Cold brewed coffee has become very trendy, but I feel like very few people are familiar with cold brewed tea.
Having a hot and soothing cup in the winter is one thing. But during a hot summer afternoon, I prefer my tea ice-cold.
And if you are going to drink the tea cold anyways, then why not just steep it in cold water?
Well, there are some differences in brewing tea with cold water — the process is more simple but takes more time. Also, the end product will not taste the same and usually contains less caffeine.
Now, let me tell you everything you need to know about cold brewing tea, how to do it at home, and why I like this method so much.
Can You Really Make Tea With Cold Water?
Steeping tea in cold water actually works really well. It just takes more time compared to brewing with hot water.
Here are a few good reasons to make your tea with cold water:
- The taste will be more smooth and less bitter and astringent.
- The process is very simple.
- Less caffeine and more vitamins.
I know many people who say that when they make green tea, it’s often too bitter and unpleasant to drink. This is probably because they have used water that is too hot or steeped the tea for too long. When you steep your green tea in cold water, this will not be a problem!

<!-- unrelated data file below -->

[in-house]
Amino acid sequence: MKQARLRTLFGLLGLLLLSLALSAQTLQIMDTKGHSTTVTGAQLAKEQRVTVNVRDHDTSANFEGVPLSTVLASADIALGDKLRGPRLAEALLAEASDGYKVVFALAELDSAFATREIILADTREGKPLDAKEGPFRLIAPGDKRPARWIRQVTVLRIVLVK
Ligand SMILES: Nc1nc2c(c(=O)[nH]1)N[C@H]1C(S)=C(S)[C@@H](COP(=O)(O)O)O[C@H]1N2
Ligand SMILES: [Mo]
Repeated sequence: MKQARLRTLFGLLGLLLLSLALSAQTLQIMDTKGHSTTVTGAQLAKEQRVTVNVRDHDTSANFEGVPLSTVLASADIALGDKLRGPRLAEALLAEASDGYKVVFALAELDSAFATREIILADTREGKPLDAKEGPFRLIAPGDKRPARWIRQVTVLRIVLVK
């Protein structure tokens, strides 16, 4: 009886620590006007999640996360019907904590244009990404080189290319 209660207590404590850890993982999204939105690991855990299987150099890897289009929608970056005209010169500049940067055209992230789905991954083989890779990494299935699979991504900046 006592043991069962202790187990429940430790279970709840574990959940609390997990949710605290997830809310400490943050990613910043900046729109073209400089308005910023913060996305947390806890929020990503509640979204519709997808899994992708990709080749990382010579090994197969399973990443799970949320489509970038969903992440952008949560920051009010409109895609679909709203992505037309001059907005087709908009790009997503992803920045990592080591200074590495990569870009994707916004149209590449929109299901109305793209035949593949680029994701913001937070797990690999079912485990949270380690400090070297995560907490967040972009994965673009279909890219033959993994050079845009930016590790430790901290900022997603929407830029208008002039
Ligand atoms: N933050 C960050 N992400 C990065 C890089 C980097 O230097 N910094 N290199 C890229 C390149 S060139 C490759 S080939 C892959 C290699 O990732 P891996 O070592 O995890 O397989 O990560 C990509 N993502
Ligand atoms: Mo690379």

Another nice thing is that cold brewing tea is super easy — just add water and loose leaf tea and put the container in the refrigerator. The exact process depends on the equipment that you use (more about this later).
If you are trying to lessen your caffeine consumption but still want to enjoy all the health benefits of tea, then cold brewing is a perfect option. Using cold water results in lower caffeine content but preserves vitamin C and other delicate compounds that might be obliterated in hot water.
How Long to Steep Cold Brew Tea?
When you make tea with cold water, you can steep it anywhere between 4 and 12 hours.
The recommended time depends on the type of tea you use, how strong you like it, and how much time you have.
If you are new to cold brewing, I recommend that while the tea is steeping, you pour a little taster every once in a while. This allows you to sample the tea and find out what brewing time works best for you.
How to Cold Steep Tea – Step-by-Step Instructions
Steeping tea in cold water is very simple and easy — and you don’t really need any special equipment!
Here are a few great options for cold brewing tea:
- Using a tea tumbler with infuser is probably the most convenient option. You can drink the tea at home or just grab the bottle and bring it with you!
- A French press will also work well for cold brewing since you don’t need a separate strainer.
- Any jar, pitcher, or container can be used, but you will need a strainer to filter out the tea leaves.
One option is to simply use tea bags for making the tea. I will cover this option in more detail later in this guide.
The cold brewing process is very simple. Next, let’s see exactly how it’s done.
- Add some spring water (or distilled drinking water) to your bottle, pitcher, or other container. You can use cold water or room temperature water.
- Put some loose leaf tea in the infuser basket or directly in the water, depending on the equipment that you use. Start with about one and a half teaspoons of loose leaf tea per each cup (8 oz) of water (you can try adding more the next time).
- If you want, you can add fruit slices (e.g. lemon, orange), berries, or fresh herbs (e.g. mint, rosemary) for extra flavor.